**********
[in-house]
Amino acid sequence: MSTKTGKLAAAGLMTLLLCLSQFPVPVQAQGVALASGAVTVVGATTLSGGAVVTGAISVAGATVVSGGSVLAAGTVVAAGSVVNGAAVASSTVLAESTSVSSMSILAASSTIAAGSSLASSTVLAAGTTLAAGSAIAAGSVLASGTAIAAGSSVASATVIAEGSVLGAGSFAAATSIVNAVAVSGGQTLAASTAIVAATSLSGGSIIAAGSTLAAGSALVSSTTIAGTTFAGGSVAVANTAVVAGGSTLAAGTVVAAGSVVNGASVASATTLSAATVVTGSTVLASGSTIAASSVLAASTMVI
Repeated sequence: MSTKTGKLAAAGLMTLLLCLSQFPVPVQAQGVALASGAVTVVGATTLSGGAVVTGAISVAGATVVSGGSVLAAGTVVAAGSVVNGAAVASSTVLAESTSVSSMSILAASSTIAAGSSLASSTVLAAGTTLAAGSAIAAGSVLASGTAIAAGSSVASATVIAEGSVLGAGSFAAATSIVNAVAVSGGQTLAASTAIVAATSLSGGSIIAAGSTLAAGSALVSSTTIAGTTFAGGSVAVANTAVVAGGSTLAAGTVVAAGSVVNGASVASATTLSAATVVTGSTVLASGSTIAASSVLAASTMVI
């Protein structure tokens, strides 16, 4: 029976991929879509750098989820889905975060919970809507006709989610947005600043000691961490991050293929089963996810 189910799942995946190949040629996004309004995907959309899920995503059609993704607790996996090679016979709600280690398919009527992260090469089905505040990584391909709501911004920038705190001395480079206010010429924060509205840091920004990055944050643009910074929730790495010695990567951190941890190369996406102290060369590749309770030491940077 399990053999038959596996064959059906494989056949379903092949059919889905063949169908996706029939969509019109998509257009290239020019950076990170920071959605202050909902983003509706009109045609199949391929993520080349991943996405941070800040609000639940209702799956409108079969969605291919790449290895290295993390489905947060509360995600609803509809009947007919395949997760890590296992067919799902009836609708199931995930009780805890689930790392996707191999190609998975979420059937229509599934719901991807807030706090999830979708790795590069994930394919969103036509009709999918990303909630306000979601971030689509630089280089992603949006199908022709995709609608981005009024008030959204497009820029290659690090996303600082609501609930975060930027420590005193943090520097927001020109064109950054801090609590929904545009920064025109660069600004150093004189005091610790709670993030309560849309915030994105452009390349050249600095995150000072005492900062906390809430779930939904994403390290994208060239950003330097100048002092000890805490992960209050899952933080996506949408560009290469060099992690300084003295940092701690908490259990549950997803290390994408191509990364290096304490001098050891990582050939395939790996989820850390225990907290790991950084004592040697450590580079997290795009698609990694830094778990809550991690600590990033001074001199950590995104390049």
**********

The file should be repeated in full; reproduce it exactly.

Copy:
[in-house]
Amino acid sequence: MSTKTGKLAAAGLMTLLLCLSQFPVPVQAQGVALASGAVTVVGATTLSGGAVVTGAISVAGATVVSGGSVLAAGTVVAAGSVVNGAAVASSTVLAESTSVSSMSILAASSTIAAGSSLASSTVLAAGTTLAAGSAIAAGSVLASGTAIAAGSSVASATVIAEGSVLGAGSFAAATSIVNAVAVSGGQTLAASTAIVAATSLSGGSIIAAGSTLAAGSALVSSTTIAGTTFAGGSVAVANTAVVAGGSTLAAGTVVAAGSVVNGASVASATTLSAATVVTGSTVLASGSTIAASSVLAASTMVI
Repeated sequence: MSTKTGKLAAAGLMTLLLCLSQFPVPVQAQGVALASGAVTVVGATTLSGGAVVTGAISVAGATVVSGGSVLAAGTVVAAGSVVNGAAVASSTVLAESTSVSSMSILAASSTIAAGSSLASSTVLAAGTTLAAGSAIAAGSVLASGTAIAAGSSVASATVIAEGSVLGAGSFAAATSIVNAVAVSGGQTLAASTAIVAATSLSGGSIIAAGSTLAAGSALVSSTTIAGTTFAGGSVAVANTAVVAGGSTLAAGTVVAAGSVVNGASVASATTLSAATVVTGSTVLASGSTIAASSVLAASTMVI
């Protein structure tokens, strides 16, 4: 029976991929879509750098989820889905975060919970809507006709989610947005600043000691961490991050293929089963996810 189910799942995946190949040629996004309004995907959309899920995503059609993704607790996996090679016979709600280690398919009527992260090469089905505040990584391909709501911004920038705190001395480079206010010429924060509205840091920004990055944050643009910074929730790495010695990567951190941890190369996406102290060369590749309770030491940077 399990053999038959596996064959059906494989056949379903092949059919889905063949169908996706029939969509019109998509257009290239020019950076990170920071959605202050909902983003509706009109045609199949391929993520080349991943996405941070800040609000639940209702799956409108079969969605291919790449290895290295993390489905947060509360995600609803509809009947007919395949997760890590296992067919799902009836609708199931995930009780805890689930790392996707191999190609998975979420059937229509599934719901991807807030706090999830979708790795590069994930394919969103036509009709999918990303909630306000979601971030689509630089280089992603949006199908022709995709609608981005009024008030959204497009820029290659690090996303600082609501609930975060930027420590005193943090520097927001020109064109950054801090609590929904545009920064025109660069600004150093004189005091610790709670993030309560849309915030994105452009390349050249600095995150000072005492900062906390809430779930939904994403390290994208060239950003330097100048002092000890805490992960209050899952933080996506949408560009290469060099992690300084003295940092701690908490259990549950997803290390994408191509990364290096304490001098050891990582050939395939790996989820850390225990907290790991950084004592040697450590580079997290795009698609990694830094778990809550991690600590990033001074001199950590995104390049």